Music writer Jessica Novak reports on the sizable increase of Gorham Brothers Music, a local business that keeps it all in the family
Nearly three years after its December 2011 opening, Gorham Brothers Music has proven to be such a thriving success story that the locally owned music store is in expansion mode.
The business at 118 Seeley Road, just off Erie Boulevard East (and moments from the corporate giant of music stores, Guitar Center), was given the opportunity to move a few doors down in the same building, taking over the top floor’s space occupied by Advance Cyclery. The move means the music store will nearly double in size without even changing their address.
The shop is managed by a trio of Gorham brothers named Bobby, Brad and Ryan. The brothers, originally from Parish, grew up playing music together and formed bands that have toured the United States and Canada. They’re still making music, too: The brothers, along with childhood friend Aaron O’Hara, are part of the alt-metal group Blood Sun Circle.
The brothers, all born within two years of each another, dreamed of sharing a business partnership. “I had always wanted to open a business with the family,” Ryan Gorham says. “We all had different interests, but I wanted to come up with an idea we could all get behind. On a motorcycle trip, where you’ve got all this time to think, I thought on the way home that we should open a music store. It seemed so obvious. We thought about a music venue, a bar, practice spaces, but we could have the store as a hub and then do offshoots. We’ve incorporated that idea since we started.”
When the Gorhams opened the 1,200-square-foot space as a music store, they also hosted concerts with local acts such as Mandate of Heaven and the Flashing Astonishers, along with gigs from major touring bands Woe and Dysrhythmia. “Normally, music stores will have in-store performances from artists doing acoustic sets,” Ryan Gorham says. “But we’re more from the DIY punk background. We have shows here where we move all the gear into the lesson room and have four bands.”
The brothers hope to add more dates to their concert calendar. “We want to do more with shows,” affirms Brad Gorham. “We’ll probably keep the store equipment style the same, but (the expanded space) gives us more room so we don’t have to move all this stuff every time we do a show. It was becoming a huge hassle.”
The former space, which held 50 to 60 people, “was fun, and it had a great vibe,” Brad says. But it also meant some listeners were hanging out the door.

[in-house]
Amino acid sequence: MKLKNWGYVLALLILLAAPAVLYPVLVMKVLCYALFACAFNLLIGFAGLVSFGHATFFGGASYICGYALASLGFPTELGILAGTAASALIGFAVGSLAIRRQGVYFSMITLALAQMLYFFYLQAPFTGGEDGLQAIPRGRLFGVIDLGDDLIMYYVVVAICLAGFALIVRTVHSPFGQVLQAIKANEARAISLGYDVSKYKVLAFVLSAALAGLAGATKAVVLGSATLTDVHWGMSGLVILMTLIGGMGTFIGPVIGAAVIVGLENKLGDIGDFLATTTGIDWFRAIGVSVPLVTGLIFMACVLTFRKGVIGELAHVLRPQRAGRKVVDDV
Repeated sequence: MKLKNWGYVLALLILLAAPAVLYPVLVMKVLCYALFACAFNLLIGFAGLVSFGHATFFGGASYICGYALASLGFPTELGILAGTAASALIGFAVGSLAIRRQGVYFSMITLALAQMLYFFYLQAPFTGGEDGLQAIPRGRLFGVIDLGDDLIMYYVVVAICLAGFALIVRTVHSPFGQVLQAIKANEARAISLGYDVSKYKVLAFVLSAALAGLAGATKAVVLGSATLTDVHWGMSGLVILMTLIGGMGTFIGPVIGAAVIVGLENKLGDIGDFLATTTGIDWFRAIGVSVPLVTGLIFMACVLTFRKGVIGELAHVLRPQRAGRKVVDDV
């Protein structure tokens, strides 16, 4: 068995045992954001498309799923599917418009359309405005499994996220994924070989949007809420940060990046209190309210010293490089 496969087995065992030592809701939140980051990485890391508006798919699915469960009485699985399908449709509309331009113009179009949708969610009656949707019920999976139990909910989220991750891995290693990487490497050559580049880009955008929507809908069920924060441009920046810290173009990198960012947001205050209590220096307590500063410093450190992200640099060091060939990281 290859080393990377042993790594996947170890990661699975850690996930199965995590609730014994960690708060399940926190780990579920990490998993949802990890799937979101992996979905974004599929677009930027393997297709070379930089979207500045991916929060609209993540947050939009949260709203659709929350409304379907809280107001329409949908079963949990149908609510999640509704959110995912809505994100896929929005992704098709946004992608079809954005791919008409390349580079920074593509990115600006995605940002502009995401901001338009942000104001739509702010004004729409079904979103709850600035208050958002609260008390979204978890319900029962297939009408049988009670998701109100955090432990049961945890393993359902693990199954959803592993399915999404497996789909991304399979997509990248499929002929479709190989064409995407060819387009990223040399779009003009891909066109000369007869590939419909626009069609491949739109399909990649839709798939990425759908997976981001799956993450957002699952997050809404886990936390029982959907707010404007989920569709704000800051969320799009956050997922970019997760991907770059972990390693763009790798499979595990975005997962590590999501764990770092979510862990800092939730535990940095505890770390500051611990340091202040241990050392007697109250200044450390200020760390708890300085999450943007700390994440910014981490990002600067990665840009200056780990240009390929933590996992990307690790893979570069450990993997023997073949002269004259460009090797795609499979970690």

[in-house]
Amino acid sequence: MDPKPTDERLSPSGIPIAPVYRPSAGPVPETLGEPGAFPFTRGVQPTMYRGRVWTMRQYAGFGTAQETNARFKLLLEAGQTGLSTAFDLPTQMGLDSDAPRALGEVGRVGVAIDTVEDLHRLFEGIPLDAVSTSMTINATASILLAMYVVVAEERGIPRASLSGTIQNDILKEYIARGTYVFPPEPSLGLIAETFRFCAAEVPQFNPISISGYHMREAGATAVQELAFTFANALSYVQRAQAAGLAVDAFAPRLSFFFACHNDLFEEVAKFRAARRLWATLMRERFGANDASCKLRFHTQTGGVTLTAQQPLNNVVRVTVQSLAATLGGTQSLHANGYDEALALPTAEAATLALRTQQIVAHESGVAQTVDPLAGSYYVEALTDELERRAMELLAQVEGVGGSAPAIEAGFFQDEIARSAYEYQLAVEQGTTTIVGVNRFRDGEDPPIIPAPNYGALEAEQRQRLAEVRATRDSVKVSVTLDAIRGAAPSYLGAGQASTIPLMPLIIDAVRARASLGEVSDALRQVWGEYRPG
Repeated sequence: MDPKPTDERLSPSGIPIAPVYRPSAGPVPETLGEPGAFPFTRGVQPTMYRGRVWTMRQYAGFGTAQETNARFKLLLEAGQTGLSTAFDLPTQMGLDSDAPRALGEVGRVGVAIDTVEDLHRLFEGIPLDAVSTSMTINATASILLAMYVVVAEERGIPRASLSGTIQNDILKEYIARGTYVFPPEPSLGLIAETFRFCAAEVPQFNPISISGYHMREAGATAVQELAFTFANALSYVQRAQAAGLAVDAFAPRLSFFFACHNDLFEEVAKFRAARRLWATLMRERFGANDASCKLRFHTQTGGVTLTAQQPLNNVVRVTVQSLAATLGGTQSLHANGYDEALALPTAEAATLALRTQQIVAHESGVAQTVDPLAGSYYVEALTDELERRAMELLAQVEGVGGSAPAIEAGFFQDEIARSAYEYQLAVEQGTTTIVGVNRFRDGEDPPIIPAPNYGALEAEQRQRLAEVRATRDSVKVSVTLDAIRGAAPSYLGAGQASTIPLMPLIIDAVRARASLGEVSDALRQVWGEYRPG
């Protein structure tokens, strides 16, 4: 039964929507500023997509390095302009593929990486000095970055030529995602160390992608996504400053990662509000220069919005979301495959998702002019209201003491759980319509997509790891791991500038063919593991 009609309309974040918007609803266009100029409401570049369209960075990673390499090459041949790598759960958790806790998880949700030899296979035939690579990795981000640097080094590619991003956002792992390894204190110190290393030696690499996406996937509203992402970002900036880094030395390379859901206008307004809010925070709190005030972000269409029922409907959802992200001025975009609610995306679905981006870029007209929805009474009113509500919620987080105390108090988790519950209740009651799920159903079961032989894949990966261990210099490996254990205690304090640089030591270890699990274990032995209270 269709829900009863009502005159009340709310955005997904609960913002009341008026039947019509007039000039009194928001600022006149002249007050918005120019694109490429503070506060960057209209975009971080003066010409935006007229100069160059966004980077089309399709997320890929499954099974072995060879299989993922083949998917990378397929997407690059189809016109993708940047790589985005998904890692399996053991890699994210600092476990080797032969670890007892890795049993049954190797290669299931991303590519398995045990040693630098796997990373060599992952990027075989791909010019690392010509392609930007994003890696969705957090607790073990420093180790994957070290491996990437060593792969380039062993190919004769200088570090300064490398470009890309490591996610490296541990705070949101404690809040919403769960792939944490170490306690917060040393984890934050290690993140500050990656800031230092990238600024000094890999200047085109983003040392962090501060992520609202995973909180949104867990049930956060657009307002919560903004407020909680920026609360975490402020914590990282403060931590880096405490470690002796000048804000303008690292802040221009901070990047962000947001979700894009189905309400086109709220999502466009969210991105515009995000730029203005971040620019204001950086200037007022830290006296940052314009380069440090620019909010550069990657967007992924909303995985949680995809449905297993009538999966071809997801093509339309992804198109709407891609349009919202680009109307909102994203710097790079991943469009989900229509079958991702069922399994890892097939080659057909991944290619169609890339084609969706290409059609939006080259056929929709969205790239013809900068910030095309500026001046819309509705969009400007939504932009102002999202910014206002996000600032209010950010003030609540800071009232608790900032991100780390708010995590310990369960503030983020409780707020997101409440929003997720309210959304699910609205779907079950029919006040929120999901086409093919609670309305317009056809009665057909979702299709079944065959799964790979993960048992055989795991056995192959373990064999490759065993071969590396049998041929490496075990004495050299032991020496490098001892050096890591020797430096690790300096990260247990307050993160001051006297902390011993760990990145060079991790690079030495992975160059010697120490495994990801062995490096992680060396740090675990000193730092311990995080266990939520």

The new 2,300-square-foot space will allow 100 people to attend shows, while also creating a much-needed venue of that size in Syracuse. “That (100-capacity music venue) is the one thing there isn’t around here,” Brad says.
The Gorhams are also mindful of making the situation ideal for the bands. They allow musicians use of gear in the store as well as running the sound system. The brothers even help collect money at the door, but they don’t take a gigantic cut of the proceeds.
“We charge a fair price for what you get: a PA system, the style of venue, parking, all the money to the bands, no extra overhead or paying a sound guy or renting this or that,” says Ryan Gorham. “We’re able to do touring bands nobody’s heard of and give the bands some gas money. The shows happen, instead of them not coming through Syracuse at all. It’s a small mid-size venue that creates that opportunity, instead of having a basement show or something.”
The Gorham store also goes beyond the typical chain-store mentality by providing custom- and locally made equipment including pedals (XXX pedals), amplifiers (Scott O’Hara, SHO) and cabinets (Golden Era, Old Soul). Because of the local connections, musicians looking for certain sounds and effects can personally meet with area builders to help them achieve those goals.
“People can come in and play through it to hear the difference,” Ryan says. “And they can come in and meet somebody to say what they like about one amp and want in theirs. They can combine them and really create something for them, instead of pumping out a line of whatever.”
Ultimately, the fraternal instincts to just be themselves has helped them thrive. “We don’t compare to corporate and we don’t try to,” says Brad Gorham. “We’re different. You can sit here playing guitar for two hours. We don’t care. We’ve got a pedal display out so people can try all of Jeremy’s (Allen, builder of XXX pedals) pedals. It’s a family vibe. People are welcome to hang out. We sit here and drink coffee all day and we actually talk to people about stuff we care about. It’s not just a job, it’s what we do. It’s our lives. We don’t make tons of money, but we love what we do. It’s worth it. It’s fun.”
It didn’t take long for Gorham Brothers Music to establish a solid reputation. “The support we’ve received is awesome,” says Ryan Gorham. “Mostly, we get feedback directly from people coming in and telling us how much they love the shop. People who travel a lot and have seen different shops really dig this one. It’s really awesome to see and have all that support locally.”
The local love is mutual. The brothers don’t currently carry drums at the store currently, so they often send buyers to the Music Center on James Street, another locally owned and operated music store specializing in drum gear. They also sell local music without charging bands for the service and do on-site lessons and repairs. The brothers even bank local and buy much of the gear they sell locally (much of the store is used gear) to avoid buying bulk inventory from overseas.
“The feel when you walk in here is completely different,” Ryan says. “It’s a different experience.”
Gorham Brothers Music, 118 Seeley Road, is open Mondays through Fridays, 10 a.m. to 8 p.m., and Saturdays and Sundays, 10 a.m. to 6 p.m. For information, dial 214-3573 or visit gorhambrothersmusic.com.